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The Best of Our Knowledge # 827


What do you think is the most important issue facing higher education?
The American Association of University Professors conducted a survey
recently to determine how people felt about the proposed Academic Bill
of Rights. Perhaps to their surprise, respondents did not think political
bias in the classroom was the most important issue facing higher education. That title clearly went to The High Cost of College Tuition, chosen by 43%. According to a new report from the Southern Regional Education Board,
many students at 4-year public colleges face a gap between their ability
to pay for college and the cost of attending, even with money from
financial aid. That gap is largest for students from lower income families.
Their report draws on data from a survey by the National Center for
Education Statistics. It says even when federal and state education
loans are factored in, 45% of students still cannot meet their costs.
At the same time, educators continue to debate how much money is
available for students going to college. The federal government touts
it is now making more student loan money available. While opponents
claim that, in fact, less money is available. And all the while, we
continually hear how important higher education is for keeping us
competitive in the global marketplace. So we went in search of answers
to find out more about Student Loans and Student Debt. According to
the not for profit advocacy group, Project on Student Loans, the average
student borrower now leaves school with nearly 20-thousand dollars in
student loan debt, more than twice what it was just ten years ago.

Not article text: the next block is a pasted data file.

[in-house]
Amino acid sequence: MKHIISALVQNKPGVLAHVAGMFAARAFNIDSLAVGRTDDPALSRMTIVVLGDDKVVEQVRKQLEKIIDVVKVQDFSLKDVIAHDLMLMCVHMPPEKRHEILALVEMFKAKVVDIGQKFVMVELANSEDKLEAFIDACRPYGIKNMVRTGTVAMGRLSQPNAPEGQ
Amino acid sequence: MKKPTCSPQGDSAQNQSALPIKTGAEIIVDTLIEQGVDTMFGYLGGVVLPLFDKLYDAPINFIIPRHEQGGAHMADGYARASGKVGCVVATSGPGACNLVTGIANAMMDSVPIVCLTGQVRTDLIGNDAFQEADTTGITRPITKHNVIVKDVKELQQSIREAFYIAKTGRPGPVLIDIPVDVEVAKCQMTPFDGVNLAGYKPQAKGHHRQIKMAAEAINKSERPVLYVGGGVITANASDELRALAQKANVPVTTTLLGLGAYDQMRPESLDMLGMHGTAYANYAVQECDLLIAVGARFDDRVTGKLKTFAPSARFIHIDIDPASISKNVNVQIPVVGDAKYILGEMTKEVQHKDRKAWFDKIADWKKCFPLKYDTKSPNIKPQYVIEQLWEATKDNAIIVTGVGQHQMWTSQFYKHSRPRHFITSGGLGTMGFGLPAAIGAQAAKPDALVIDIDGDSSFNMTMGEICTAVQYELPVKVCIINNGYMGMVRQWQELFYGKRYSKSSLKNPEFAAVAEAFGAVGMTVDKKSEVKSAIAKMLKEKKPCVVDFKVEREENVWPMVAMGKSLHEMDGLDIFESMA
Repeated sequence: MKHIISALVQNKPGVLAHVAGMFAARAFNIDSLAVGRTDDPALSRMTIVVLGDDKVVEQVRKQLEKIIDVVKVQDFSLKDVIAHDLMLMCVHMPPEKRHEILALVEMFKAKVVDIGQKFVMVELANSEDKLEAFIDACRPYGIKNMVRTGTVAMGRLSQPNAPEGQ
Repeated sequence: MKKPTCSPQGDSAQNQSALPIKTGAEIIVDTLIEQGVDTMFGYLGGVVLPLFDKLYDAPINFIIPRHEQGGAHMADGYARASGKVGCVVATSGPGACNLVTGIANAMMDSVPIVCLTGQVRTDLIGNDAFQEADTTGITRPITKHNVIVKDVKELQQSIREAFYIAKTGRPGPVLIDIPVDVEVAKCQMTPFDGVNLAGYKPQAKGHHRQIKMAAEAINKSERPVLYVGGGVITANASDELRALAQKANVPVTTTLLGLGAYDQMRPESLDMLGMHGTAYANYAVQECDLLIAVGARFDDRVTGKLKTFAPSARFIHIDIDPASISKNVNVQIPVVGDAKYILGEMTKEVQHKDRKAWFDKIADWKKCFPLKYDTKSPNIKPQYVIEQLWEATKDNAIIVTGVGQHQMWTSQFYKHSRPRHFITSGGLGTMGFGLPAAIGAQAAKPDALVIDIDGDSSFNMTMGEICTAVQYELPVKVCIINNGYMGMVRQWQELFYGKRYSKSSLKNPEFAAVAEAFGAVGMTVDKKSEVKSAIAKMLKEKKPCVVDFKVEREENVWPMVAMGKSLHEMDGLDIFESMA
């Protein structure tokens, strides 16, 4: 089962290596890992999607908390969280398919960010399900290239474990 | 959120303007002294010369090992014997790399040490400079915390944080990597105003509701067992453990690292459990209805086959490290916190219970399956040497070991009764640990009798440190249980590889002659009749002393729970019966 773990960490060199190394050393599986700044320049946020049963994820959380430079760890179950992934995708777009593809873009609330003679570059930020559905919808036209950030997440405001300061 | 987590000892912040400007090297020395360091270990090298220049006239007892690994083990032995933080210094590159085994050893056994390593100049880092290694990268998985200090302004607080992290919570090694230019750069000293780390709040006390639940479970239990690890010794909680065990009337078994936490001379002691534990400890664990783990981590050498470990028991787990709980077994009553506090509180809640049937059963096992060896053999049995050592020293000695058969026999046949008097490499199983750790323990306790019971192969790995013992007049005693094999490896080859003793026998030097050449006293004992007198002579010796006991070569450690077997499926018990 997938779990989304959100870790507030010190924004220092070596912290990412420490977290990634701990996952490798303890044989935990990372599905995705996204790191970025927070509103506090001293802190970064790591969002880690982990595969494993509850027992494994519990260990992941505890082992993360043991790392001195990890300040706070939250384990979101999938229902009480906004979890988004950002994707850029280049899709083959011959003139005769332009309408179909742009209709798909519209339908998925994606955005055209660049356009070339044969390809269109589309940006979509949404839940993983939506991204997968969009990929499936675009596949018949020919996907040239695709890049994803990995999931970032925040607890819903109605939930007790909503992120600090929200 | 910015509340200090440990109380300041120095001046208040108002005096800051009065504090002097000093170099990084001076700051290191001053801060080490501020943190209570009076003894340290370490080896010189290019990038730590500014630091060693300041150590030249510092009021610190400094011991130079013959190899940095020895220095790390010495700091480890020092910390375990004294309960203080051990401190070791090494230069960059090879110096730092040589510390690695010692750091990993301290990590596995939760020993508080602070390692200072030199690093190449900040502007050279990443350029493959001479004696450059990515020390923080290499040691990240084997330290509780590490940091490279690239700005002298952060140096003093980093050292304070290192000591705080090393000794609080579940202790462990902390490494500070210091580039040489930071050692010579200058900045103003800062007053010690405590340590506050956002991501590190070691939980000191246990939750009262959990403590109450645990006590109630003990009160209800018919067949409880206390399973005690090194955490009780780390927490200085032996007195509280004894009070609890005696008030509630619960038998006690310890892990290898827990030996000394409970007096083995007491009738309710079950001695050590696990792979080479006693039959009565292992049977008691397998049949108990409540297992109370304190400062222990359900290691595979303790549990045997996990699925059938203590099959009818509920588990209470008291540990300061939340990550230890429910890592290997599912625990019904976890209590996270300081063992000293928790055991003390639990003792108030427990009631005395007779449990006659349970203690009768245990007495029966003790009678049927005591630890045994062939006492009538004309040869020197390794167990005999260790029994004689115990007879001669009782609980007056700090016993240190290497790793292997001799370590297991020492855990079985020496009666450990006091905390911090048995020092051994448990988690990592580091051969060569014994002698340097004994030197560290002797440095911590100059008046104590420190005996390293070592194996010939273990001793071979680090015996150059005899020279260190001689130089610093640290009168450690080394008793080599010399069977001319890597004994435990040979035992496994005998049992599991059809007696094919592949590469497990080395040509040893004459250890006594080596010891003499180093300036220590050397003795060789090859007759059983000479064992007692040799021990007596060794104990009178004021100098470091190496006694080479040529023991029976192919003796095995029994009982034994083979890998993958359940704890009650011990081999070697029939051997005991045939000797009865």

TBOOK spoke with two prominent authorities on this issue. Luke
Swarthout is National Organizer of The State Public Interest Groups'
Higher Education Project. And Robert Shireman is the Executive
Director of The Project on Student Debt.
Jim Horne reports. (10:41)

**(Attention Program Directors. The websites mentioned in the above
story are: www.projectonstudentdebt.org; and www.uspirg.org )**

Congress has dropped the so-called 50-percent rule that put
restrictions on federal student aid. That means college is now more
affordable, and more accessible for million more students. The
50-percent rule was an amendment to the Higher Education Act.
It made students who took 50-percent or more of their college
courses by telecommunications, not eligible for federal financial aid,
like Stafford loans or the Plus loans. So an entirely new community
of institutions that offer distance learning can now compete with
traditional colleges and universities for campus-based aid and for
attracting more students.
TBOOK spoke with Excelsior College President, John Ebersole.
Glenn Busby reports. (6:44)

**(Attention Program Directors. For listeners interested in
more information about Excelsior College, their website is: